|Title||Friendship in Later Life: A Pathway between Volunteering Hours and Depressive Symptoms.|
|Publication Type||Journal Article|
|Year of Publication||2023|
|Authors||Lim, E, Peng, C, Burr, JA|
|Journal||The Journals of Gerontology, Series B|
|Keywords||Emotional Health, Mental Health, pro-social behaviors, social engagement, Social Relationships|
OBJECTIVES: Friendships are essential in the face of social network changes in later life and friendships may be important for reducing depression risk. Social participation through volunteering is also associated with fewer depressive symptoms. What is less well-understood is whether friendships serve as a pathway in the link between volunteering and depression.
METHODS: We used panel data from the Health and Retirement Study (2010, 2014, 2018). Negative binomial regression within the SEM modeling framework was employed to analyze the association between volunteering and friendship, focusing on the indirect effect of friendships for understanding the volunteering and depressive symptoms relationship.
RESULTS: Volunteer hours were positively associated with friendship (1-99 hours: β=0.17, p<.001, 100-199 hours: β=0.15, p<.001, 200 hours and more: β=0.23, p<.001) and negatively associated with number of depressive symptoms (1-99 hours: β=-0.07, p=.06, 100-199 hours: β=-0.14, p<.001, 200 hours and more: β=-0.17, p<.001). Friendship mediated the relationship between volunteer hours and depressive symptoms (indirect effects; 1-99 hours: β=-0.01, (95% CI=[-0.02, -0.00], p=.03), 100-199 hours: β=-0.01, (95% CI=[-0.02, -0.00], p=.03), 200 hours and more: β=-0.02, (95% CI=[-0.03, -0.00], p=.03).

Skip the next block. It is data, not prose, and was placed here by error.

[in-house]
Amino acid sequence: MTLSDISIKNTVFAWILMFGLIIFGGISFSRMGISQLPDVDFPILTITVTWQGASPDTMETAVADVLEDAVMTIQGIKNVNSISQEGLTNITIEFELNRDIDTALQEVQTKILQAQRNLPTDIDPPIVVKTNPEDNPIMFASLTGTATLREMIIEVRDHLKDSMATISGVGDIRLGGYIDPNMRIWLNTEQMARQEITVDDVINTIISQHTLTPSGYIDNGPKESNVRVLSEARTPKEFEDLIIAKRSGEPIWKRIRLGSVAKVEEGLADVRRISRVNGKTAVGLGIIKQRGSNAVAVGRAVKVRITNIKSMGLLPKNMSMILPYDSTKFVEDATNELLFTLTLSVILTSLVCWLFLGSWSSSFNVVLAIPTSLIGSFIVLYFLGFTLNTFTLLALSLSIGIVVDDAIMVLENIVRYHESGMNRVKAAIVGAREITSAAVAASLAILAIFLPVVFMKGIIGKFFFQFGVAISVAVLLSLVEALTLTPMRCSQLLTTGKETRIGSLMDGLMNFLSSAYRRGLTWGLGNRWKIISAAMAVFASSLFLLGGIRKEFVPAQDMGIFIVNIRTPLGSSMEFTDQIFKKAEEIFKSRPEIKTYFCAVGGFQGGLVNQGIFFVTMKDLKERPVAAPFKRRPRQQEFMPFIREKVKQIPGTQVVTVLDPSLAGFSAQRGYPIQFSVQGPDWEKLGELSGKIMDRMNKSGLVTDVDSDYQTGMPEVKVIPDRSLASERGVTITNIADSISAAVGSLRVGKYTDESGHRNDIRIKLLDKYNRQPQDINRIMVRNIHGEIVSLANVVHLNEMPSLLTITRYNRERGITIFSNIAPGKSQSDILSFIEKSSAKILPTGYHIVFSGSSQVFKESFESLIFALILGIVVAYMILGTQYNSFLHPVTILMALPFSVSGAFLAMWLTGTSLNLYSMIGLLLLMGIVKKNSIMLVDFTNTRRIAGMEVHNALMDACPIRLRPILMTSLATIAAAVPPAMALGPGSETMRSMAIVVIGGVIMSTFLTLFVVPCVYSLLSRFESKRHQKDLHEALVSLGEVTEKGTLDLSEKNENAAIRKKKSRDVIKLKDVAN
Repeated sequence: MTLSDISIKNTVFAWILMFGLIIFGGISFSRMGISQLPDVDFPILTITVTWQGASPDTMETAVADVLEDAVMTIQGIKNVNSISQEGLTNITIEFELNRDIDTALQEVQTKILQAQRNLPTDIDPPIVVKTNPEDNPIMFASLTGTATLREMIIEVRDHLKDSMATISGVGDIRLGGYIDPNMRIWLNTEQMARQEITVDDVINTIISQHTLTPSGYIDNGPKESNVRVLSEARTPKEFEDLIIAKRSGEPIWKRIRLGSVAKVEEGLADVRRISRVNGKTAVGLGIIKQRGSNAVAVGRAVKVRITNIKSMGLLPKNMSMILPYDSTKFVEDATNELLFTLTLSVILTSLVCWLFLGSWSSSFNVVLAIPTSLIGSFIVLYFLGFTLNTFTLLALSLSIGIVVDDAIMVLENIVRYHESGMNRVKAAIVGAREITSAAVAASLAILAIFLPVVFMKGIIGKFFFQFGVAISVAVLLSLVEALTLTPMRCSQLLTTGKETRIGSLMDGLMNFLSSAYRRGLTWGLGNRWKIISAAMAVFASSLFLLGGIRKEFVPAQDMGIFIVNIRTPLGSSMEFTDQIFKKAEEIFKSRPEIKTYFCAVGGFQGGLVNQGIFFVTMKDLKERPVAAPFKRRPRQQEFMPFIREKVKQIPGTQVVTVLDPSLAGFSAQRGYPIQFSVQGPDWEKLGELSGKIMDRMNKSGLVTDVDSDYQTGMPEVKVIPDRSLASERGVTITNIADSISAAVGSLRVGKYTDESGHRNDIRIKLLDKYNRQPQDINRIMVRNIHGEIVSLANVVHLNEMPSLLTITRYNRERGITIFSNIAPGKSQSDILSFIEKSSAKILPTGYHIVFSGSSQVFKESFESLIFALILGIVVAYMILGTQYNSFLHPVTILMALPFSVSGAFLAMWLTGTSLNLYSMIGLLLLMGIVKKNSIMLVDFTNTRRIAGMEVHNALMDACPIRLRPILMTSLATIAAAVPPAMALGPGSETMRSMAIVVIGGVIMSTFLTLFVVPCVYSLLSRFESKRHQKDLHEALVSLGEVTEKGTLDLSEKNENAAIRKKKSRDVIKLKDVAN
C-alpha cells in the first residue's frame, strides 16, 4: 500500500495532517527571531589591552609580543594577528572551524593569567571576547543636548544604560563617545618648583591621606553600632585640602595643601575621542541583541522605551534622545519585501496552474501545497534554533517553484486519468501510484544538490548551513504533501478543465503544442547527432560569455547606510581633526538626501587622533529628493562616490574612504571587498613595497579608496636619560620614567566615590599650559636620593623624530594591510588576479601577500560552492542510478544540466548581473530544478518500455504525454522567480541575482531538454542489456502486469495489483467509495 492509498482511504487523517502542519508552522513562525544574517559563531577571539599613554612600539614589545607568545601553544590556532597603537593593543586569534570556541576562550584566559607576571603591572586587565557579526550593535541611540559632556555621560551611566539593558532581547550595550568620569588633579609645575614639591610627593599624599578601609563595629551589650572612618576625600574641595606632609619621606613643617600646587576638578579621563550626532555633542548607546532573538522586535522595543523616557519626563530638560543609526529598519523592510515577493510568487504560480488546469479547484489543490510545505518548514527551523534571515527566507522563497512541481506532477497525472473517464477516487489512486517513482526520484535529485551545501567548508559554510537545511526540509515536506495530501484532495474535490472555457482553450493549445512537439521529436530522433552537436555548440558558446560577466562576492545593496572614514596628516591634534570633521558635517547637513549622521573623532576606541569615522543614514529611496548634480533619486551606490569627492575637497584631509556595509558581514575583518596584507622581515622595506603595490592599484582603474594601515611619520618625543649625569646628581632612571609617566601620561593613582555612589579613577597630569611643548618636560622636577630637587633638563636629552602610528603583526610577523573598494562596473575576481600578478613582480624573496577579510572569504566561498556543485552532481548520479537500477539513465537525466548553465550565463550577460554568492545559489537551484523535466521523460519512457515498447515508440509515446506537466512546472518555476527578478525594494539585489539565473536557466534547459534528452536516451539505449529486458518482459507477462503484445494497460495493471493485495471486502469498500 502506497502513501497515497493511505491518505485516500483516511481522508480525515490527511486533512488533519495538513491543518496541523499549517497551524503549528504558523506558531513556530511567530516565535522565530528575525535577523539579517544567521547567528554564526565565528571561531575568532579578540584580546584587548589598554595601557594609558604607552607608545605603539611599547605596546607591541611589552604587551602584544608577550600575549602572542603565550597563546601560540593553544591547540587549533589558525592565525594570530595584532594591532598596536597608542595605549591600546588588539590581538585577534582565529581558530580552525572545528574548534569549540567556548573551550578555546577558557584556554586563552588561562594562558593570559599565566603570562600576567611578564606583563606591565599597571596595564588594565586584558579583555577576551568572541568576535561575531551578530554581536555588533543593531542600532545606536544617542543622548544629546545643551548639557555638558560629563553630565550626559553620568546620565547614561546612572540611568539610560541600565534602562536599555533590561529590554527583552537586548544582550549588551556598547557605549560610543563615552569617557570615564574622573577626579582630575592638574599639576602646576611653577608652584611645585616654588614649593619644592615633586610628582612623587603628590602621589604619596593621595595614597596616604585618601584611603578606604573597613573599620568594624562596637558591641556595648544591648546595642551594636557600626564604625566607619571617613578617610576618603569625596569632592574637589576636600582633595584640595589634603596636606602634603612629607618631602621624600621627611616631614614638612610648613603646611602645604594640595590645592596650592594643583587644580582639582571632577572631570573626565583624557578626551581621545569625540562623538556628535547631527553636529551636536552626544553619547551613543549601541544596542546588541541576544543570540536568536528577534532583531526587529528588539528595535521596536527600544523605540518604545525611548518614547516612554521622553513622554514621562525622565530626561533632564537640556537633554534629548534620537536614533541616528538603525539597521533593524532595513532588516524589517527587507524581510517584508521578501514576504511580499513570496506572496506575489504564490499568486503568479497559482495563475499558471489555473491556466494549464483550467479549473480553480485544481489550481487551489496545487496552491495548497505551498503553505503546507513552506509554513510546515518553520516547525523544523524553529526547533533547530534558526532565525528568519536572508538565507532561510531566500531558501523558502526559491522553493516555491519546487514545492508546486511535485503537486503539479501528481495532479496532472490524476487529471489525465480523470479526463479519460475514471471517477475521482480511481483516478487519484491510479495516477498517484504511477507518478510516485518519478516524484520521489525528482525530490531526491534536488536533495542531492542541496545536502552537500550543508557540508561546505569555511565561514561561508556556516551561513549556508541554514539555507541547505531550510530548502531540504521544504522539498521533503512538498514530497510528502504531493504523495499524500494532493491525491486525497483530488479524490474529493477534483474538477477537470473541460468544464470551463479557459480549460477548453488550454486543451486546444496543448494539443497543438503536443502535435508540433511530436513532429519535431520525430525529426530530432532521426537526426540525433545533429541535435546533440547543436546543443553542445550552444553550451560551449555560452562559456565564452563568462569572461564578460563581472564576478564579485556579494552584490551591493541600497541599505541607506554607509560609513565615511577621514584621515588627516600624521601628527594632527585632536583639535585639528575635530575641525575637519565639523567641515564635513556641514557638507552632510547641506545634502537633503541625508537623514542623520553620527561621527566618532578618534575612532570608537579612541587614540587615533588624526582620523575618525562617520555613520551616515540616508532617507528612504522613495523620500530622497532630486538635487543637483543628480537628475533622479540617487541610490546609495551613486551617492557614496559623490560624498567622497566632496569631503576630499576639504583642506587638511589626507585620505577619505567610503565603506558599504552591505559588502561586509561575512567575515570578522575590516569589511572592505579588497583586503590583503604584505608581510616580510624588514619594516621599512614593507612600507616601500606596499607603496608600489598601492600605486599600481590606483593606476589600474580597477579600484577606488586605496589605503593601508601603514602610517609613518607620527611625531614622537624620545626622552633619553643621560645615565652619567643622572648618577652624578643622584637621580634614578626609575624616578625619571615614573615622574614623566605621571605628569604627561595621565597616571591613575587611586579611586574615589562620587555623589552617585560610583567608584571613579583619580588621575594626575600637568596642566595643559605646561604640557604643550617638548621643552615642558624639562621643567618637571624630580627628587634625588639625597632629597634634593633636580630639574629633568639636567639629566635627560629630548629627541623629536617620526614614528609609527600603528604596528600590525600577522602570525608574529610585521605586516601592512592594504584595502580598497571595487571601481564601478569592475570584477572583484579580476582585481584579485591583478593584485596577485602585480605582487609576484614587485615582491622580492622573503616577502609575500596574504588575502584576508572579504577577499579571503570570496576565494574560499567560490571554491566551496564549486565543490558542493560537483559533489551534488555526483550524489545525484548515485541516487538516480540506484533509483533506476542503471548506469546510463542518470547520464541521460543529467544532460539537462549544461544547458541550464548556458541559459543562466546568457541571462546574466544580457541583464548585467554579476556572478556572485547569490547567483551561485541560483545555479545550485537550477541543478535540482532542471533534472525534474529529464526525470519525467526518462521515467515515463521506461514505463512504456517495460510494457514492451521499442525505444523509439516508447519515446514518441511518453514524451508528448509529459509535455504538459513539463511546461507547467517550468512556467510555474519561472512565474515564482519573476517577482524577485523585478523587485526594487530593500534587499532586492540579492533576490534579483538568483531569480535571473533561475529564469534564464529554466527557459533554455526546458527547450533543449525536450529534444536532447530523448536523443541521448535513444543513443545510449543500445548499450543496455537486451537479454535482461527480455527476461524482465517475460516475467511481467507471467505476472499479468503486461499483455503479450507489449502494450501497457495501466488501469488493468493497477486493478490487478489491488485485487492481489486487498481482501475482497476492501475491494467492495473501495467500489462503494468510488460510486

DISCUSSION: Our findings underscored the role of volunteering in generating and maintaining friendships, as well as for friendships as a pathway between volunteer hours and depressive symptoms. Providing opportunities to maintain and grow friendships in later life may be a possible intervention strategy for older adults at risk of depression.